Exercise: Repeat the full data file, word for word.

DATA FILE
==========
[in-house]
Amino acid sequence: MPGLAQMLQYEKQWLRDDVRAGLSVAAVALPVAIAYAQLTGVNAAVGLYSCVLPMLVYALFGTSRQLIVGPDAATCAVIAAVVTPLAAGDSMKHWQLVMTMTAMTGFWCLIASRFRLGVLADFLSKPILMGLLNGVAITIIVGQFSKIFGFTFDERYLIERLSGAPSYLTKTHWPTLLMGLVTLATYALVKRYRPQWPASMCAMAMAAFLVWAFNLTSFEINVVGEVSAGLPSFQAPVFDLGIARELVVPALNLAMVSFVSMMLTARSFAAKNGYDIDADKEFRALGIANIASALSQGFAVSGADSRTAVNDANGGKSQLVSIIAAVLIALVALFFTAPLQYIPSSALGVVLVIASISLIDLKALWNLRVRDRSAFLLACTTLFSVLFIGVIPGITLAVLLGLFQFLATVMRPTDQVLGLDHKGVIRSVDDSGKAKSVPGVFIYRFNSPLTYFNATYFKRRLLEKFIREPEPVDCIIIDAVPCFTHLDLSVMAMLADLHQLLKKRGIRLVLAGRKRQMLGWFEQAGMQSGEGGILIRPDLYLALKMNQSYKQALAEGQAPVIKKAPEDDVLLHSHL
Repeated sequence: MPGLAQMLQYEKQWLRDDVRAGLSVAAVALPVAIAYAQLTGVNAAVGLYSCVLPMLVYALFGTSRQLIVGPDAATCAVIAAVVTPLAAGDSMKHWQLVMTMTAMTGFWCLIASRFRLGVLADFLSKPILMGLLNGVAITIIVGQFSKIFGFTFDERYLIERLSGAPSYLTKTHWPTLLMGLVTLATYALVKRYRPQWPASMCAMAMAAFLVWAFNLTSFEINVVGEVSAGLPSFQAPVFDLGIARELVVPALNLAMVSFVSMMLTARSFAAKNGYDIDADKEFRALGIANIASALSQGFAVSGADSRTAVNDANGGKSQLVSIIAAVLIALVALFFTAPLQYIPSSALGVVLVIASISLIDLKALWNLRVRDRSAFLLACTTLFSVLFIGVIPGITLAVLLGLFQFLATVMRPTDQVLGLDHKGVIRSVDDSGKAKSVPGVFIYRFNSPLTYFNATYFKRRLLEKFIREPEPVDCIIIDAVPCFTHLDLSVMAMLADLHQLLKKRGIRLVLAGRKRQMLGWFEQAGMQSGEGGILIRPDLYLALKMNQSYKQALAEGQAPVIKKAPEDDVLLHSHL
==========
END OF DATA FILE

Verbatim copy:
[in-house]
Amino acid sequence: MPGLAQMLQYEKQWLRDDVRAGLSVAAVALPVAIAYAQLTGVNAAVGLYSCVLPMLVYALFGTSRQLIVGPDAATCAVIAAVVTPLAAGDSMKHWQLVMTMTAMTGFWCLIASRFRLGVLADFLSKPILMGLLNGVAITIIVGQFSKIFGFTFDERYLIERLSGAPSYLTKTHWPTLLMGLVTLATYALVKRYRPQWPASMCAMAMAAFLVWAFNLTSFEINVVGEVSAGLPSFQAPVFDLGIARELVVPALNLAMVSFVSMMLTARSFAAKNGYDIDADKEFRALGIANIASALSQGFAVSGADSRTAVNDANGGKSQLVSIIAAVLIALVALFFTAPLQYIPSSALGVVLVIASISLIDLKALWNLRVRDRSAFLLACTTLFSVLFIGVIPGITLAVLLGLFQFLATVMRPTDQVLGLDHKGVIRSVDDSGKAKSVPGVFIYRFNSPLTYFNATYFKRRLLEKFIREPEPVDCIIIDAVPCFTHLDLSVMAMLADLHQLLKKRGIRLVLAGRKRQMLGWFEQAGMQSGEGGILIRPDLYLALKMNQSYKQALAEGQAPVIKKAPEDDVLLHSHL
Repeated sequence: MPGLAQMLQYEKQWLRDDVRAGLSVAAVALPVAIAYAQLTGVNAAVGLYSCVLPMLVYALFGTSRQLIVGPDAATCAVIAAVVTPLAAGDSMKHWQLVMTMTAMTGFWCLIASRFRLGVLADFLSKPILMGLLNGVAITIIVGQFSKIFGFTFDERYLIERLSGAPSYLTKTHWPTLLMGLVTLATYALVKRYRPQWPASMCAMAMAAFLVWAFNLTSFEINVVGEVSAGLPSFQAPVFDLGIARELVVPALNLAMVSFVSMMLTARSFAAKNGYDIDADKEFRALGIANIASALSQGFAVSGADSRTAVNDANGGKSQLVSIIAAVLIALVALFFTAPLQYIPSSALGVVLVIASISLIDLKALWNLRVRDRSAFLLACTTLFSVLFIGVIPGITLAVLLGLFQFLATVMRPTDQVLGLDHKGVIRSVDDSGKAKSVPGVFIYRFNSPLTYFNATYFKRRLLEKFIREPEPVDCIIIDAVPCFTHLDLSVMAMLADLHQLLKKRGIRLVLAGRKRQMLGWFEQAGMQSGEGGILIRPDLYLALKMNQSYKQALAEGQAPVIKKAPEDDVLLHSHL